Prepare Yourself: The City Election Is Near
Consider this a call to arms for registered voters in the City of Frederick. You are one week and a wakeup call away from the Primary Election Day for mayor and the Board of Aldermen.
For the uninformed, and at this point there's little reason to be, you should immediately get to work and find out as much as you can about each of the crowded field of candidates clamoring for your vote and your attention.
If you lack any sense of curiosity regarding the people who seek to lead Maryland's second-largest city, maybe you should just skip the polls on September 10. Better you not vote than go in and just make your willy-nilly selections. Judging by past outcomes, that's apparently been done before.
If, however, you really want to get a sense of who these people are and what truly motivates them, there are a few resources out there to assist you.
The Frederick News-Post has produced its Voter Guide, a review of the candidates along with answers to a set of similar questions. In order to respect publishing limits, the News-Post has word limits that tie the hands of the candidate responses. Still, you get a good idea of who you're dealing with and what motivates them. Follow this link:
This year, the Frederick County Chamber of Commerce has solicited feedback from both mayoral and aldermanic candidates on a number of "hot" local topics. Unlike other groups that provide this service, the Chamber has included the entire, unedited response from each candidate. The answers are there in their full glory, just as the candidate responded (when they did, of course). Go here for the Chamber survey responses.
A few things leap out immediately.
1. The incumbent mayor and aldermen seeking re-election to their posts don't see nearly as much wrong with the city as do the aldermen seeking the top job or the outside candidates running for office.
2. The two aldermen running for mayor leave one with the impression that only they possessed solutions for systemic problems if only the incumbent mayor had bothered to listen to them. In spite of the fact that they have served for four years, just as he has, they are much better prepared to lead than he is (at least, that's the claim).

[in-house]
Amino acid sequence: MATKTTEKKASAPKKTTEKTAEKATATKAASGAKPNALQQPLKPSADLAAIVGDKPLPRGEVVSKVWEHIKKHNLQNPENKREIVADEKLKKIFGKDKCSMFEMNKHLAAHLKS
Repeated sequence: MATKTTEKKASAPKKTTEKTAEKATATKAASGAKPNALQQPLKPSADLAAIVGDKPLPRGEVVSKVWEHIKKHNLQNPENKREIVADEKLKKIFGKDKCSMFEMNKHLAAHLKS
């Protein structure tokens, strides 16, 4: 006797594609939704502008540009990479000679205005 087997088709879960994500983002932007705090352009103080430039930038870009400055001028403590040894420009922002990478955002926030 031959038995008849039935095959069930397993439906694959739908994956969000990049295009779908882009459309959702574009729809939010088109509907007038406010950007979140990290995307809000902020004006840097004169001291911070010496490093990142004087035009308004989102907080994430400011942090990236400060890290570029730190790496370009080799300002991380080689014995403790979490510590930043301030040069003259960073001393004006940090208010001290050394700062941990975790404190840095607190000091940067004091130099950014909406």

3. Two former mayors seeking re-election are ready to hit the ground running if voters give them the chance. Their policy prescriptions suggest that they would function as polar opposites, but both claim that they have solutions to vexing problems, and all they lack is the office.
4. The crop of aldermanic candidates is an exciting development, as a number of these people are brand new to the electoral process. Too often in the past our elections featured a rehash of well-known names and voting records. The GOP side of the ballot includes a number of fresh faces, which might translate to some brand new ideas.
One really exciting issue in this campaign is the question of affiliation. For decades, the two political parties have argued without merit to maintain a partisan identity in the electoral process. They say there's no proof that shifting to non-partisan elections will make things "better," but that a specious argument.
More worthy is the argument that points out that of the 157 municipal corporations in Maryland, only four elect local officials on a partisan basis. Baltimore, Hagerstown, Annapolis and Frederick cling to this system mostly because the currently elected officials fear reprisal from their handlers.
There is absolutely nothing uniquely Republican or Democrat about potholes, playgrounds, water lines, or sewer treatment.
This time, we have several candidates who state that they'll support non-partisan elections, including incumbent Mayor Randy McClement. At least one aldermanic candidate, Katie Nash, is making this a central issue of her campaign.
Speaking of central issues, no matter which two candidates the partisan process produces for mayor, former Mayor Jennifer Dougherty has already qualified as a candidate on the General Election ballot.
In spite of a rumored deal between Ms. Dougherty and Mr. Clagett that she would drop out of the race as long as Karen Lewis Young doesn't prevail in the primary, smart money is on a three-way General Election race to pick the next mayor.
Make yourself a well-informed voter. Read the candidates own words, and try to find those that share your values and ideology. Otherwise, the ballot process becomes like Russian Roulette, your vote is a bullet and a bad choice could shoot you in the foot.